Canada Markets closed
  • S&P/TSX

    21,637.54
    -15.48 (-0.07%)
     
  • S&P 500

    4,704.54
    +15.87 (+0.34%)
     
  • DOW

    35,870.95
    -60.10 (-0.17%)
     
  • CAD/USD

    0.7936
    -0.0001 (-0.0095%)
     
  • BTC-CAD

    73,318.31
    +3,882.40 (+5.59%)
     
  • CMC Crypto 200

    1,402.14
    -65.80 (-4.48%)
     
  • GOLD FUTURES

    1,861.20
    -0.20 (-0.01%)
     
  • RUSSELL 2000

    2,363.59
    -13.42 (-0.56%)
     
  • 10-Yr Bond

    1.5890
    -0.0150 (-0.94%)
     
  • NASDAQ futures

    16,494.75
    +13.50 (+0.08%)
     
  • VOLATILITY

    17.59
    +0.48 (+2.81%)
     
  • FTSE

    7,255.96
    -35.24 (-0.48%)
     
  • NIKKEI 225

    29,683.09
    +84.43 (+0.29%)
     
  • CAD/EUR

    0.6979
    +0.0004 (+0.06%)
     

NC gun owner: Why I oppose the NRA’s ‘guns everywhere’ agenda

·3 min read

As a 24-year veteran of the Air Force, I don’t take gun ownership lightly. I was trained for safety and accountability, and I have always been acutely aware of the potential dangers that come with being armed.

When I was deployed, from Iraq to Bosnia, I took the utmost care to handle my weapon responsibly in order to keep myself and the people around me safe. My gun became like an appendage to me, never out of sight or mind.

As a civilian, I take gun ownership just as seriously, and I always store my gun securely — unloaded, locked and separate from ammunition — when out of use.

This is one of the reasons why I was so troubled by the NRA’s annual meeting Oct. 1-2 in Charlotte. The National Rifle Association leadership doesn’t appear to be interested in responsible gun ownership, public safety, or anything other than the bottom line. Instead, they fly around the world in private jets, spend obscene sums on lawyers, and foment extremism — all while trying to roll back common-sense laws like our requirement that North Carolinians go through a background check before buying a handgun.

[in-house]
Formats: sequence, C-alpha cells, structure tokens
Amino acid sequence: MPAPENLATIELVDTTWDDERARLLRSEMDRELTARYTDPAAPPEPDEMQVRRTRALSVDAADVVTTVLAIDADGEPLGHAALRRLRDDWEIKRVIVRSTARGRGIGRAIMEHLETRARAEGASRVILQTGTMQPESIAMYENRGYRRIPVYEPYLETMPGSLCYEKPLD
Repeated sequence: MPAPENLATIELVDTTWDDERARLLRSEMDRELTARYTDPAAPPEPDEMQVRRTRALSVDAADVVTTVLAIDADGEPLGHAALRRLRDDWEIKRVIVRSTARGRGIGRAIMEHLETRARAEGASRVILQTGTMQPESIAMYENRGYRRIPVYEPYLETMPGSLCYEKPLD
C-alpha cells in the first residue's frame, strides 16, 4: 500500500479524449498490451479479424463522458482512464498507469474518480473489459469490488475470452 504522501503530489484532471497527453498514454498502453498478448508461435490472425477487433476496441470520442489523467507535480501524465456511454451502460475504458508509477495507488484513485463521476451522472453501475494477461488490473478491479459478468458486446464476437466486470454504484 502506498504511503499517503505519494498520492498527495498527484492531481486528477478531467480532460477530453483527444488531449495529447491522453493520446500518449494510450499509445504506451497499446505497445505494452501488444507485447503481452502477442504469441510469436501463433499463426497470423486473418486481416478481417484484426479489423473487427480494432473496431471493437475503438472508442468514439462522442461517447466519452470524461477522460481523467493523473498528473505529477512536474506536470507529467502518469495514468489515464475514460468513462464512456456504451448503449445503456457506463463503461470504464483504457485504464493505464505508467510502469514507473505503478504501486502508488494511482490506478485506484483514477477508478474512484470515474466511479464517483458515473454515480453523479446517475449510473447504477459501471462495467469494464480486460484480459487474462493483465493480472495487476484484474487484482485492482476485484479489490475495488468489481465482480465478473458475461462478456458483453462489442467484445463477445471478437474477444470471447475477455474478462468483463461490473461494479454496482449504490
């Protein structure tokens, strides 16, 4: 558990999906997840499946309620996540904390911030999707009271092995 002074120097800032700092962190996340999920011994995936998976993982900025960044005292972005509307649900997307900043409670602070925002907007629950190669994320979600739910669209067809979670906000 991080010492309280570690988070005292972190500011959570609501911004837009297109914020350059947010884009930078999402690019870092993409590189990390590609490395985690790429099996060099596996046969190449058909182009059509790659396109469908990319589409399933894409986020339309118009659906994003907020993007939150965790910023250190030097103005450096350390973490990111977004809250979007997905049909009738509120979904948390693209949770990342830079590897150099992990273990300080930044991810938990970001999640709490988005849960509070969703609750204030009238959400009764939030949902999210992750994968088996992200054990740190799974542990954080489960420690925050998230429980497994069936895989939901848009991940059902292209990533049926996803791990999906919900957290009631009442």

Because North Carolinians of every stripe continue to be deeply scarred by gun violence, we need stronger gun safety laws, not weaker ones. Many of us are glad that Gov. Roy Cooper stood up for public safety and vetoed the dangerous background check repeal bill.

But we are still far from where we need to be in North Carolina. In an average year, 1,388 North Carolinians are killed by guns — an incomprehensible and devastating loss that our community never seems to get a chance to heal from.

Across the country, we have collectively shouldered the staggering weight of gun violence, and we can’t put up with it any longer. It doesn’t have to be this way, and the change can start with gun owners.

Responsible gun ownership means exercising common sense. It means taking the steps to ensure that your gun won’t be used to carry out senseless acts of violence. Keeping our families safe begins with us, and we can exercise our freedoms while still doing our part to make North Carolina a safe place to live.

Individual gun owners can take precautions to secure their firearms, making it more difficult for others to access them. At home, secure storage systems are an easy and affordable way to keep weapons out of reach from children and teenagers.

Guns are the second leading cause of death among our state’s youth population, and secure storage in the household could mean the difference between life and death.

In cars, simple locks are a small but effective way to prevent guns from falling into the wrong hands. Stolen guns pose a huge risk to public safety, and taking the time to ensure your firearm is properly locked could stop it from being stolen by someone who is legally prohibited from possessing one.

Gun owners have the power to be a force for change. By normalizing conversations about gun safety and setting good examples of responsible ownership, we can fight back against gun violence.

While individuals play an important and necessary role in keeping our communities safe, true change will require far more than that. We need leaders who can stand up to the pressure from the gun lobby and NRA’s extreme leadership, and we need legislators to make data-driven decisions that will make us safer on a larger scale. We need to push past the noise, politicization, and rhetoric that is working to divide us and come together as a state — and when we do, we’ll make North Carolina safer for us all.

Shannon Klug is the Moms Demand Action North Carolina Be SMART lead and a member of the Everytown Veterans Advisory Council.

Our goal is to create a safe and engaging place for users to connect over interests and passions. In order to improve our community experience, we are temporarily suspending article commenting